Pistol Shooting Positions: Part II

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posted on March 7, 2021
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Over the past several years we have published articles on safe gun handling rules, shooting fundamentals, elements of a good shooting position and how to grip a pistol. In a recent article, we introduced you to the bench rest, Isosceles and Weaver positions. This month, we’ll cover Modified Isosceles, Modified Weaver and conventional one-hand positions. As always, we will use the NRA’s eight steps method of teaching a shooting position. The steps are: study the position, practice the position without the pistol, practice the position with the pistol, align the position with the target, dry-fire, live fire, zero the pistol and continue to shoot, and confirm the zero.

Modified Isosceles Position
The Modified Isosceles position incorporates the natural fully-extended arms of the isosceles position with the stability of the Weaver feet position, which allows for better recoil absorption.

1. Study the Modified Isosceles Position:
• Feet are positioned about shoulder-width apart, strong-side foot rearward about a step back.
• Your weight is forward on balls of your feet to help manage recoil.
• Knees are slightly flexed.
• Lean slightly forward again to help with recoil management.
• Head is level.
• You will look straight forward through the center of your glasses.
• Shoulders are in a neutral position and arms raised without pushing the shoulders forward and lowering the head.
• Both arms are extended forward toward the target forming an A frame.
• Elbows are extended out and turned up, but not locked, gripping the pistol in the normal two-handed grip.

Modified Weaver Position
In the Modified Weaver position, the arm positions are modified. The strong-side arm is almost fully extended, but still bent, enabling it to flex and absorb recoil. The weak arm is still pulled back on the strong hand. The modified Weaver position offers the same stability as the standard Weaver, but feels more natural.

1. Study the Modified Weaver Position
• Feet are positioned about shoulder-width apart, strong-side foot rearward about a step back.
• Your weight is forward on balls of your feet to help manage recoil.
• Knees slightly flexed.
• Lean slightly forward, again to help with recoil management.
• Head should be level, or tipped slightly to the side to properly view the sights.
• Weak-side shoulder is angled toward the target.
• Bring the gun to eye level.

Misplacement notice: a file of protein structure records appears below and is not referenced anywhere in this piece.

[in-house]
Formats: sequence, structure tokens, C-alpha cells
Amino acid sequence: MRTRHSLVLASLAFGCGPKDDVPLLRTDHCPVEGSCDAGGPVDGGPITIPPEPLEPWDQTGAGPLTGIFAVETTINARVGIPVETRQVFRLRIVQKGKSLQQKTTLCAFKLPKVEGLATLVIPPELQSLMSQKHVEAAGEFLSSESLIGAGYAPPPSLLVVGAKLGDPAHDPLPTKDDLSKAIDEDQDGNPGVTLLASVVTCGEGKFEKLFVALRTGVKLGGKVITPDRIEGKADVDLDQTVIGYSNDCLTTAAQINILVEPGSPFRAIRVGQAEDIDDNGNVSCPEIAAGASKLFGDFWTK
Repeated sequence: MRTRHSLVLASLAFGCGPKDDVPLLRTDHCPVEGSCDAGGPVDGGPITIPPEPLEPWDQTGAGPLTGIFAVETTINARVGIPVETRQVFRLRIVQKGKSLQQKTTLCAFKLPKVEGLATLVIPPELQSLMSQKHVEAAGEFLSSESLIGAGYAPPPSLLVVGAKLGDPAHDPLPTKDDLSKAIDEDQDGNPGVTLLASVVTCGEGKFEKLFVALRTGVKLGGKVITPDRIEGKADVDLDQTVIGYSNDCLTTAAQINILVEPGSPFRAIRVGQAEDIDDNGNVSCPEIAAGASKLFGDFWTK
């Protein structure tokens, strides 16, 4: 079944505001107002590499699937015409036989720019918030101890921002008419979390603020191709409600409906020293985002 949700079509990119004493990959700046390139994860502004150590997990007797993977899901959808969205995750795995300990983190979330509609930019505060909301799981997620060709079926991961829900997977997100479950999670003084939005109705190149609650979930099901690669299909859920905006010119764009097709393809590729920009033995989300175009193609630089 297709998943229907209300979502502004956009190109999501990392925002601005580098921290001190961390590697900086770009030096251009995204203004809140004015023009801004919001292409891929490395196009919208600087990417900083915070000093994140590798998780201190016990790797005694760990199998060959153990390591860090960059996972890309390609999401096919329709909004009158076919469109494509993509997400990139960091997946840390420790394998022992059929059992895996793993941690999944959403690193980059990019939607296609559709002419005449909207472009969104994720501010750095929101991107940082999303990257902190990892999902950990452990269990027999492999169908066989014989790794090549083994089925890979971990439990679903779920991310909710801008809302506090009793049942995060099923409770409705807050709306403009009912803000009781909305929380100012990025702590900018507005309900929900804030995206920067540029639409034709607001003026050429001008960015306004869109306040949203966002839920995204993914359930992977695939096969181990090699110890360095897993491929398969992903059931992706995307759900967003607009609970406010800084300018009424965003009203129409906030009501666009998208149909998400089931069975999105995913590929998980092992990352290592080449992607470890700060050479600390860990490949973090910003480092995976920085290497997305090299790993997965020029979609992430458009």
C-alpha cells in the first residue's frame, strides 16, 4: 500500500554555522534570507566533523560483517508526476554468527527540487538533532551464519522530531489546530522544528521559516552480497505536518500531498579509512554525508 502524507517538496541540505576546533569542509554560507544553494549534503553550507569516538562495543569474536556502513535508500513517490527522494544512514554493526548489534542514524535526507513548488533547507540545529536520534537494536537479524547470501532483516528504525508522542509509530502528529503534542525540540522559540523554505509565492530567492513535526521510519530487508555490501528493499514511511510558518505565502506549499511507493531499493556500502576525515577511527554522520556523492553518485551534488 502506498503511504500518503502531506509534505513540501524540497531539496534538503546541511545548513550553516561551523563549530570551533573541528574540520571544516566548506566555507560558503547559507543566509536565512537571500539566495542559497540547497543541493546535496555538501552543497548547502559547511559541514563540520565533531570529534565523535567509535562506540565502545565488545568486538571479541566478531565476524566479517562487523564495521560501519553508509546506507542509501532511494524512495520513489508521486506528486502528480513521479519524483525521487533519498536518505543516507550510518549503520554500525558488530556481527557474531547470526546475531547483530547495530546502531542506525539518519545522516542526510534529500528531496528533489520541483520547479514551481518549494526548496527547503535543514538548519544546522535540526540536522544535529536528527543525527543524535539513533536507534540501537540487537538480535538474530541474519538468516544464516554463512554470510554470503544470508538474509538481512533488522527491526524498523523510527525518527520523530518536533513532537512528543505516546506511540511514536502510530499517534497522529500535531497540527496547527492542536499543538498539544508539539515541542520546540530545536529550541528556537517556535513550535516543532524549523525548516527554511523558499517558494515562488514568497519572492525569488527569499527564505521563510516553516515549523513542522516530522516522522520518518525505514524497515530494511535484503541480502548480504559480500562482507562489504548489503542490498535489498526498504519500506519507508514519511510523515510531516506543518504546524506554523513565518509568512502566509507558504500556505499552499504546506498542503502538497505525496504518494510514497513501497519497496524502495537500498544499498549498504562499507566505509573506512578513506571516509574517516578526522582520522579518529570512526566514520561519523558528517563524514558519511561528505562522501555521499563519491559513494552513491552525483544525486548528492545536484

• Strong-side arm is almost straight forward into the weak hand.
• Weak-side elbow is pointed downward. Simultaneously, the weak hand pulls rearward.
• The tension between the two hands is the most functionally significant feature of this position.• Gripping the pistol in the normal two-handed grip.

One hand position for conventional (Bullseye) Position
This position is mandatory per the rule book to make the competition more demanding. A high master conventional pistol shooter will shoot six or more bullets in the 3-inch 10-ring at 50 yards in the slow-fire match and close to five out of five in the 10-ring in 10 seconds at 25 yards.

• Stand at about a 35- to 45-degree angle to the firing line with your strong-side foot forward.
• Knees are not locked, so you maintain good blood flow to the legs.
• Lean slightly forward to help with recoil management.
• Head is level
• You will look straight forward through the center of your glasses.
• Shoulders are in a neutral position and arms raised without pushing the shoulder forward and lowering the head.
• Bring the gun to eye level, so you will look straight out of the center of your glasses.
• Strong-side arm is fully extended forward to the target, but not locked.
• Weak arm is relaxed, wrapping forward and supported by the weak-hand thumb hanging inside your belt.
• Gripping the pistol in the normal two-hand grip.

This article covers the basic steps to learn the pistol shooting positions. For more details and help in mastering the two-handed positions contact an NRA Personal Protection Inside the Home Certified Instructor or NRA/CMP/USA Certified Pistol Coach for the one hand position. Having a good coach or instructor can save years of self discovery on mastering pistol shooting and thousands of dollars in guns and ammunition.

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